#4: Hospice is only for dying people.
As a family-centered concept of care, hospice focuses as
much on the grieving family as on the dying patient.
#5: Hospice can only help when family
members are available to provide care. Recognizing
that terminally ill people may live alone, or with family
members unable to provide care, many hospices coordinate
community resources to make home care possible.
#6: Hospice is for people who don't need a high level
of care. Hospice is serious medicine. Most
hospices are Medicare-certified, requiring that they employ
experienced medical and nursing personnel with skills in
gift of hospice is its capacity to help families see how
much can be shared at the end of life through personal and
#1: Hospice is a place.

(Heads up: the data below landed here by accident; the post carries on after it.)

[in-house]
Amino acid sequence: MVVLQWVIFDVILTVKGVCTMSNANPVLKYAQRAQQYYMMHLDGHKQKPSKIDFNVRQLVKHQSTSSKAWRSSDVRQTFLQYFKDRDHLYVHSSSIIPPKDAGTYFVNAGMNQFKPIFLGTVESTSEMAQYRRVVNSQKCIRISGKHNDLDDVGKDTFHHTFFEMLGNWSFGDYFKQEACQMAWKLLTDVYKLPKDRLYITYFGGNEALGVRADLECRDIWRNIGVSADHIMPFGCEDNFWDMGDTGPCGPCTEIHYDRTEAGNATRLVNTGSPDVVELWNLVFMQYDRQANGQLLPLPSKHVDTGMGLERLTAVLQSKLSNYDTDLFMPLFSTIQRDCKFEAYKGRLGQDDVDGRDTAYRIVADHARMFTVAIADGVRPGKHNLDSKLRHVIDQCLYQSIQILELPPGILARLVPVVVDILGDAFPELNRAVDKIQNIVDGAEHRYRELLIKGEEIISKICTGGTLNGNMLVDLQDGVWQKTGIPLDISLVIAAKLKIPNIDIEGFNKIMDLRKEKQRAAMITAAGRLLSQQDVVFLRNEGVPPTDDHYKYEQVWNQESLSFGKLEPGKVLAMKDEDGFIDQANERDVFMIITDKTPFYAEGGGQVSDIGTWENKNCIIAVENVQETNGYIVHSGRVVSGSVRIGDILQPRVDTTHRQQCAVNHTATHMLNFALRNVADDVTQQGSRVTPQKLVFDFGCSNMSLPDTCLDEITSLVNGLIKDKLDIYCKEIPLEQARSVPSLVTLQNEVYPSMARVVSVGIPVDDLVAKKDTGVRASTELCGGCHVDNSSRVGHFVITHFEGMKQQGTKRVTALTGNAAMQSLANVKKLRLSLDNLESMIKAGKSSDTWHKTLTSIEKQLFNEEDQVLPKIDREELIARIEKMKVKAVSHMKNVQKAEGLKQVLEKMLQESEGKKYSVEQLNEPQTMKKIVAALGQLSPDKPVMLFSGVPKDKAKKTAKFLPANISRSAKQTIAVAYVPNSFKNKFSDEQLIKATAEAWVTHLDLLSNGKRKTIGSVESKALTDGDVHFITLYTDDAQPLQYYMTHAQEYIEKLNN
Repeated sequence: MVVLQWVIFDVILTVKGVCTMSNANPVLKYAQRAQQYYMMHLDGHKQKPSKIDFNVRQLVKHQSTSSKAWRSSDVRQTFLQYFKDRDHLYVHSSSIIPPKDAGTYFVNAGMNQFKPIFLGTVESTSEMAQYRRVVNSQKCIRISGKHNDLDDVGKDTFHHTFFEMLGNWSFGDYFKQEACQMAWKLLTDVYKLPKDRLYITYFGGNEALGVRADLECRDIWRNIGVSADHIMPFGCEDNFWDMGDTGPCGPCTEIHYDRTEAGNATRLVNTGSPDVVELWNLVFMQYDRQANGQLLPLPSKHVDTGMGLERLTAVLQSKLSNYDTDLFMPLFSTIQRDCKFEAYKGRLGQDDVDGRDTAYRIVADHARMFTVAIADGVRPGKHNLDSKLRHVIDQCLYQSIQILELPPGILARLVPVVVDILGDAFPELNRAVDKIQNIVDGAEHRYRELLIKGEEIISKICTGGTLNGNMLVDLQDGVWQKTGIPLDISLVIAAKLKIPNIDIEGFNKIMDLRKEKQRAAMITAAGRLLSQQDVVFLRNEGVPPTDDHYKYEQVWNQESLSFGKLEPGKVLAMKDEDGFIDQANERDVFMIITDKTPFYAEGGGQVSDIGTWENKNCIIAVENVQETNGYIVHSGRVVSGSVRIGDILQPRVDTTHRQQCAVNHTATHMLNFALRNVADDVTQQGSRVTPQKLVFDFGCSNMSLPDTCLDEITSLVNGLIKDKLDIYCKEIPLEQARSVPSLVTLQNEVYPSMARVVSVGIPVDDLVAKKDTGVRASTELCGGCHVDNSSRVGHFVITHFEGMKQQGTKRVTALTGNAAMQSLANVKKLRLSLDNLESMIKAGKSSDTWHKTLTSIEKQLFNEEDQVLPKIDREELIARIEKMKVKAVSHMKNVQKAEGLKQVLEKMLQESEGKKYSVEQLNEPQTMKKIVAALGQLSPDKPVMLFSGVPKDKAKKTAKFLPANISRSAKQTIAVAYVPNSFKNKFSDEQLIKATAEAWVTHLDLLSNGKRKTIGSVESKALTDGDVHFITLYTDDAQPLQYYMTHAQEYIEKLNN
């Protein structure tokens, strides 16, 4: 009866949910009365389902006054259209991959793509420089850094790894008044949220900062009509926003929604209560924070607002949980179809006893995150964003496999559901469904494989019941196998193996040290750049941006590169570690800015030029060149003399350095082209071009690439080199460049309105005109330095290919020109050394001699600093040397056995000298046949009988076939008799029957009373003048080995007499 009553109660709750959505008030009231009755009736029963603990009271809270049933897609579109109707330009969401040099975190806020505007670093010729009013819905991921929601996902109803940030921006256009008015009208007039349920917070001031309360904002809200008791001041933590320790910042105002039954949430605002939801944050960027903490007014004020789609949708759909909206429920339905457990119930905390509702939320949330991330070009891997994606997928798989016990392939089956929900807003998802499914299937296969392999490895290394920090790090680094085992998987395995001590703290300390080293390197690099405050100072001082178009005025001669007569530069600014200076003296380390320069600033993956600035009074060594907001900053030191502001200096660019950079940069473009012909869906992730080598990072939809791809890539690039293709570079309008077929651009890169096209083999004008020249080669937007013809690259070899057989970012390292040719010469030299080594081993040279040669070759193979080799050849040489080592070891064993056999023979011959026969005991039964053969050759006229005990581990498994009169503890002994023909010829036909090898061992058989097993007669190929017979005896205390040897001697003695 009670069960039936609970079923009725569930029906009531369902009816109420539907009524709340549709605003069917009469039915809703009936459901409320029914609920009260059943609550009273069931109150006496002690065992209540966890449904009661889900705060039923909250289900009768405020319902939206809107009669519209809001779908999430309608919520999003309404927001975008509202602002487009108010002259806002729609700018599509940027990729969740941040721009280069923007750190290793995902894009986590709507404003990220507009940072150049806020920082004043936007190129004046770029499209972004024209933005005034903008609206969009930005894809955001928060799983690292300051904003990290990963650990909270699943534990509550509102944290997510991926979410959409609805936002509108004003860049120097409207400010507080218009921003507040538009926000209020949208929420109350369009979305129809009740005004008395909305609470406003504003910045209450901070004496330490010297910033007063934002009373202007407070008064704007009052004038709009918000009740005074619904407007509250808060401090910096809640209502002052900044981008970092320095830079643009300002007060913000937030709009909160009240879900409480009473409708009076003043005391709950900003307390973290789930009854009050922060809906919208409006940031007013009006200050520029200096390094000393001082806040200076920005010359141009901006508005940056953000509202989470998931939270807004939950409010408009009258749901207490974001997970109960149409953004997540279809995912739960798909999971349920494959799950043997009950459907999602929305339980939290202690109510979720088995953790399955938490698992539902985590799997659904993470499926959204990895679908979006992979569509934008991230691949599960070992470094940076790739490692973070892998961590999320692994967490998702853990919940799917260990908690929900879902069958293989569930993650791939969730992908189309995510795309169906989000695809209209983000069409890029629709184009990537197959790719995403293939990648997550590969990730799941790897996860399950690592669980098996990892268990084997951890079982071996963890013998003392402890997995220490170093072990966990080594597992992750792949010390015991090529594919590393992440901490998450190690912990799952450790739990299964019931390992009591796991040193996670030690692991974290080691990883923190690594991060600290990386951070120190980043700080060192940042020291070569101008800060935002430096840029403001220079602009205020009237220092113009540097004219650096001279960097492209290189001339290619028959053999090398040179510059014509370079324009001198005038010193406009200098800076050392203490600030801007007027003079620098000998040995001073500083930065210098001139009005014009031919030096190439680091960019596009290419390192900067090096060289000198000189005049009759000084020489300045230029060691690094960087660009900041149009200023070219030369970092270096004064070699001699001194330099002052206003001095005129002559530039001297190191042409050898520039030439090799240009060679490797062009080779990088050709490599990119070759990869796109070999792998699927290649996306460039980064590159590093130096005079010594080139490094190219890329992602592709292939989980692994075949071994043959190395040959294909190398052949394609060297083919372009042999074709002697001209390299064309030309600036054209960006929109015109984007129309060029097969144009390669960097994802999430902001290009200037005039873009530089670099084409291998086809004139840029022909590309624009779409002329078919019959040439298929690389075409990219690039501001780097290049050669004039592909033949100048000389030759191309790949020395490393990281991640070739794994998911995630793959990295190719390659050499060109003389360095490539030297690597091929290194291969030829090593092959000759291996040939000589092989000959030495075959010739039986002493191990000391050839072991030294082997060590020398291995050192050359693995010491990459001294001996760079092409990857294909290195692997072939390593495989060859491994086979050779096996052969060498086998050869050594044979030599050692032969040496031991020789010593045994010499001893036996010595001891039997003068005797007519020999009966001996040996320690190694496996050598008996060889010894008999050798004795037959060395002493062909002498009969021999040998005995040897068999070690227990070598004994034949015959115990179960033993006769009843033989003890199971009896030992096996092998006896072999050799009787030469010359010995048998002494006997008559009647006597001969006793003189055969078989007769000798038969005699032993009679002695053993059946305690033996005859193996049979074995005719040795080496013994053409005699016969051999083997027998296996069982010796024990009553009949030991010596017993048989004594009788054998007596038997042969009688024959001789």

Hospice care takes place where ever the need exist -- usually
the patient's home. About 80% of hospice care takes place
#2: Hospice is only for people with cancer.
More than one-fifth of hospice patients nation-wide have diagnoses
other than cancer.
#3: Hospice is only for old people.
Although the majority of hospice patients are older, hospices
serve patients of all ages, including pediatric care.
#7: Hospice is only for people who can accept death.
While those affected by terminal illness struggle to come
to terms with deaths, hospices gently help them find their
way at their own speed.
#8: Hospice care is expensive. Most people
who use hospice are over 65 and are entitled to the Medicare
Hospice Benefit. This benefit covers virtually all hospice
services and requires little, if any, out-of-pocket costs.
#9: Hospice is not covered by managed care.
While managed care organizations are not required to include
hospice coverage, Medicare beneficiaries can use their Medicare
hospice benefit anytime, any where they choose.
#10: Hospice is for when there is no hope.
When death is in sight, there are two options: submit without
hope or live life as fully as ever until the end.